Msnowe's Blog


Posted in Uncategorized by m.snowe on May 11, 2010

Keynote Speaker Address:

Class of 2010, You DID IT! [Fist Pump]

As the recipient of this honorary 2-year doctorate in refrigeration management, I want to explain the path that led me to this podium today. It was neither an easy road, nor one that was particularly arduous either. Kind of a middle-of-the-road road. But it was a road that got me here nonetheless. Route 28 to be exact. Trust me, it’s faster than the thruway. But anyway, it’s kind of amazing I was offered to speak here, because I’m just 25, and usually, honorary degree folks are on death’s door. I mean, they’re usually coughing up blood, puss and scholarly advice. But I’m 25 and healthy as a horse.  That’s younger and healthier than even most of you are. But I believe, and I think you should too, that the youth are your future. So really, please, please listen to this advice, as the generation that is going after you and will forge the road that perhaps, if you’re lucky, your great-grandchildren will walk upon with tremendously cushy space boots.  It’s universally acknowledged that no one remembers or hears their graduation’s keynote speaker or the speech they give (sometimes due to heavy medication, other times because sound technicians are probably the most poorly trained electronics folks in the business, but let’s be magnanimous here–refrigerators are king, it doesn’t mean we should take pokes at the little guys and their laughably puny microphones). So back to y’all probably forgetting my speech–I’m not going to claim that my speech will be memorable  or any different from all the other speeches long forgotten. And to assure you of that, I will ask you what all honorary doctorate recipients ask: just remember this one piece of advice that I give you. You can forget everything else I say. In fact, it would be preferable, as you have enough to be getting on with, and ice makers are a bastard to fix on their own without worrying about remembering this entire speech, word for word. So this is the advice: Wait. Are you really listening? Okay.

Here is my advice: Don’t sweat the small stuff.

You might say to yourself, “Duh. I don’t worry about the small things in life–I look big picture, and get the job done. That’s how I was able to get through 1,500 hours of on-the-job training, even while half my fingers on my right hand were broken during that unfortunate touch-synchronized-swimming accident.”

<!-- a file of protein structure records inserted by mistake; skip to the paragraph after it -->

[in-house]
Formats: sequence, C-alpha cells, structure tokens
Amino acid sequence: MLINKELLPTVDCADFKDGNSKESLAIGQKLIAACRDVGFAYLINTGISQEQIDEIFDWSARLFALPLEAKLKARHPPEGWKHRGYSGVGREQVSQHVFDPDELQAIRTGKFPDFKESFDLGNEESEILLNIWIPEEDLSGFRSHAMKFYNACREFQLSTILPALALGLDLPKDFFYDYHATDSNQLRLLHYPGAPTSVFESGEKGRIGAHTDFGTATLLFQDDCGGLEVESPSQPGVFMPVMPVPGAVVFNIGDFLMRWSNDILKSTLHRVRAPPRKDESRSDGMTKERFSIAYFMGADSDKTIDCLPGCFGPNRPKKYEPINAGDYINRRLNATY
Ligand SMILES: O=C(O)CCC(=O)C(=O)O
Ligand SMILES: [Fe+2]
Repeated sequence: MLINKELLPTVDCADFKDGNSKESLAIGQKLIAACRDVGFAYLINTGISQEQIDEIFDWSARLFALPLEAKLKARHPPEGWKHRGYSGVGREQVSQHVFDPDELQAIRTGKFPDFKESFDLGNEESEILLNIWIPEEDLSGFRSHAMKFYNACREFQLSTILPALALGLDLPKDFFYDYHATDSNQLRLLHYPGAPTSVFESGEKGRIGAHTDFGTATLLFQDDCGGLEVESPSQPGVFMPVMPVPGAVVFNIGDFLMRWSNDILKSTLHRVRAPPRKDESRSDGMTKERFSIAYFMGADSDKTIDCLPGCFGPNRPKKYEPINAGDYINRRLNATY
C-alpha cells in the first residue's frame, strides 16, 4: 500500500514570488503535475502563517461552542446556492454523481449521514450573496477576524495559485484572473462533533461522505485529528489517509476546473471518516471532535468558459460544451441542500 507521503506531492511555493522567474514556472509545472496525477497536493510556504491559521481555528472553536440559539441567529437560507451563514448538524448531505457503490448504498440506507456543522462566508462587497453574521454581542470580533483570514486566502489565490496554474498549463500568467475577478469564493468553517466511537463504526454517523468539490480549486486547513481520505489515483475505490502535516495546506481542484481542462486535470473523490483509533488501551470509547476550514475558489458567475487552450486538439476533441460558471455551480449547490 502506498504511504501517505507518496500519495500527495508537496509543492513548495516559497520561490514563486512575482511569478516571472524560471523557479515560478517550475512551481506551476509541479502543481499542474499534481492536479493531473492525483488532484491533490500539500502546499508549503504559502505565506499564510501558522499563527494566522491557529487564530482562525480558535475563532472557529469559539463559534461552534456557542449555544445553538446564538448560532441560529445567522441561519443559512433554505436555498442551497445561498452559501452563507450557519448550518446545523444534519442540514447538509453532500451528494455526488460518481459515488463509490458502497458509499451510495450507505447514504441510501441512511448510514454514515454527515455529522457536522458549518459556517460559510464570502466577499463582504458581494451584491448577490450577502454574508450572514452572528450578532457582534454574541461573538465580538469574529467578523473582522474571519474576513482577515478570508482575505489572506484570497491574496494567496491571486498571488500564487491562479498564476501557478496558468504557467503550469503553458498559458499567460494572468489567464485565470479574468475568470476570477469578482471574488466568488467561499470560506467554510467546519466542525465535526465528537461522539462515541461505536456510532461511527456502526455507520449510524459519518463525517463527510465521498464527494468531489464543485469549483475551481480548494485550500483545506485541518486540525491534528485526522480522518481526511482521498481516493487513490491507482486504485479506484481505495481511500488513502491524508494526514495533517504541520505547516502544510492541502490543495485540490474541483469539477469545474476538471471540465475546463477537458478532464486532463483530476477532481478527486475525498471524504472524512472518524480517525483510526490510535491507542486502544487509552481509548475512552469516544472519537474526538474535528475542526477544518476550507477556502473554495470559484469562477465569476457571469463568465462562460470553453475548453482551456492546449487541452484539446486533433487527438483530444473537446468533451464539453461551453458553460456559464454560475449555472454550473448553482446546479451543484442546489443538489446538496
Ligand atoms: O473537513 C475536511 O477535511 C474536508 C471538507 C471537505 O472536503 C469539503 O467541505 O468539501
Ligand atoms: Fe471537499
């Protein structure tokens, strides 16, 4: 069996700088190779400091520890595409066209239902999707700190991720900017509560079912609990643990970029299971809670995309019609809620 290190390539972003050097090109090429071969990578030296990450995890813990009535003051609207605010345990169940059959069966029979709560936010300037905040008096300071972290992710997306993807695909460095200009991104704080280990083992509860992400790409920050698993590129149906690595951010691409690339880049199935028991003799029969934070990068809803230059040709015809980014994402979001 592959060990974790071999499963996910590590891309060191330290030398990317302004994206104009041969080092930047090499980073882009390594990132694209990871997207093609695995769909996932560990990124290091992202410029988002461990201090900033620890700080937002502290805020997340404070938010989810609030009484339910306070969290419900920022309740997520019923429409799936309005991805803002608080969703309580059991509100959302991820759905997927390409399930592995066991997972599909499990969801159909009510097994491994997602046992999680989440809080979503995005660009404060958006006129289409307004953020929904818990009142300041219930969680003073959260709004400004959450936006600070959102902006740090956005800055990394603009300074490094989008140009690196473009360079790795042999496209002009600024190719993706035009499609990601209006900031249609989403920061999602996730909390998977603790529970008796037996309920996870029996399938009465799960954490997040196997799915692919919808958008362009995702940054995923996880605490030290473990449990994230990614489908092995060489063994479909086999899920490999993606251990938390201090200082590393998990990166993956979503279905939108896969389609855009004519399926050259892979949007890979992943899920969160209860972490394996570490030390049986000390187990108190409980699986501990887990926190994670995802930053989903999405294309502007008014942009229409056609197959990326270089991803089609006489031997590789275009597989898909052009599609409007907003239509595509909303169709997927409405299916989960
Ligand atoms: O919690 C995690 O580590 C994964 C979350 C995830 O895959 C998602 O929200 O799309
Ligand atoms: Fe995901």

But you have misinterpreted me already. Okay, that is a good lesson, and I’m sorry about your fingers. But seriously. During the five minutes of studying up I did on exactly what a refrigeration specialist is in order to write this speech, I learned that: “When your business depends on keeping goods at just the right temperature, even a single degree can mean the difference between success and failure.” This means, you can’t let those tiny plastic containers of olives at the back of the third shelf on the refrigerator sweat. They need to be kept at the perfect temperature. Otherwise, you have failed.  Think of the power you wield–you are all like tiny gods in control of the weather in a tiny atmosphere of food and baking soda. You make frost, and wind, and create a crisp day, probably like a day sometime in the beginning of October, but in a Kenmore. So don’t fuck up. Don’t let the small stuff sweat–because with the tiniest surface areas, they are more susceptible to tiny variations in temperature. And also, no one–I mean no one–likes limp lettuce.

So now, I would like to extend my genuine congratulations to you and your families and friends for completing your certificate in the HVAC cooling program. You may not have truly heard all I had to say, but I have confidence that this speech got through to you all. It will never get freezer burned, or make a soupy mess at the bottom of your hearts. That’s a little refrigeration humor for you. I’m so delighted and thank the trustees of the school for allowing me to speak to you today. During this online ceremony. The text of this speech is provided above. As it was provided to you, during the emailed ceremony.

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